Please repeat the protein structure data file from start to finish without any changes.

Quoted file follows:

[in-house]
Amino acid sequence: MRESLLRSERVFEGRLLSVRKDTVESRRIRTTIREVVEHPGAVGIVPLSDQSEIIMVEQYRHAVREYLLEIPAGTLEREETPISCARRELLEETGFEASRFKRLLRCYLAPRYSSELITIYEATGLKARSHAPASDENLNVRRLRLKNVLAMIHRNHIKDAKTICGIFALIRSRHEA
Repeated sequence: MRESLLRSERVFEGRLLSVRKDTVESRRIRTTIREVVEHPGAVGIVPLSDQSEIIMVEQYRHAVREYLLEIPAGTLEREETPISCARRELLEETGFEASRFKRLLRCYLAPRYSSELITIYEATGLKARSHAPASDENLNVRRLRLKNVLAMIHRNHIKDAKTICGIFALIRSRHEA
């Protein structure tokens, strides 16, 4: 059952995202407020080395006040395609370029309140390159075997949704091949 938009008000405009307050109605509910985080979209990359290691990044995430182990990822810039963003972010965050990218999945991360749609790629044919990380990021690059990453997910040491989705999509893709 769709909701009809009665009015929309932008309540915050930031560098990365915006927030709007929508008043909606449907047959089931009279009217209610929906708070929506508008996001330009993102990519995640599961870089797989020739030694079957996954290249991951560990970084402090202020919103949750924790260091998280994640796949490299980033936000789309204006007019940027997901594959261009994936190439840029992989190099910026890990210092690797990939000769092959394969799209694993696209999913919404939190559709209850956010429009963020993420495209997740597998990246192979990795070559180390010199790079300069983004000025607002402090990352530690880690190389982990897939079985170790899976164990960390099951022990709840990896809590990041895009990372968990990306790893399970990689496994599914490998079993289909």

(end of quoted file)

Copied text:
[in-house]
Amino acid sequence: MRESLLRSERVFEGRLLSVRKDTVESRRIRTTIREVVEHPGAVGIVPLSDQSEIIMVEQYRHAVREYLLEIPAGTLEREETPISCARRELLEETGFEASRFKRLLRCYLAPRYSSELITIYEATGLKARSHAPASDENLNVRRLRLKNVLAMIHRNHIKDAKTICGIFALIRSRHEA
Repeated sequence: MRESLLRSERVFEGRLLSVRKDTVESRRIRTTIREVVEHPGAVGIVPLSDQSEIIMVEQYRHAVREYLLEIPAGTLEREETPISCARRELLEETGFEASRFKRLLRCYLAPRYSSELITIYEATGLKARSHAPASDENLNVRRLRLKNVLAMIHRNHIKDAKTICGIFALIRSRHEA
């Protein structure tokens, strides 16, 4: 059952995202407020080395006040395609370029309140390159075997949704091949 938009008000405009307050109605509910985080979209990359290691990044995430182990990822810039963003972010965050990218999945991360749609790629044919990380990021690059990453997910040491989705999509893709 769709909701009809009665009015929309932008309540915050930031560098990365915006927030709007929508008043909606449907047959089931009279009217209610929906708070929506508008996001330009993102990519995640599961870089797989020739030694079957996954290249991951560990970084402090202020919103949750924790260091998280994640796949490299980033936000789309204006007019940027997901594959261009994936190439840029992989190099910026890990210092690797990939000769092959394969799209694993696209999913919404939190559709209850956010429009963020993420495209997740597998990246192979990795070559180390010199790079300069983004000025607002402090990352530690880690190389982990897939079985170790899976164990960390099951022990709840990896809590990041895009990372968990990306790893399970990689496994599914490998079993289909």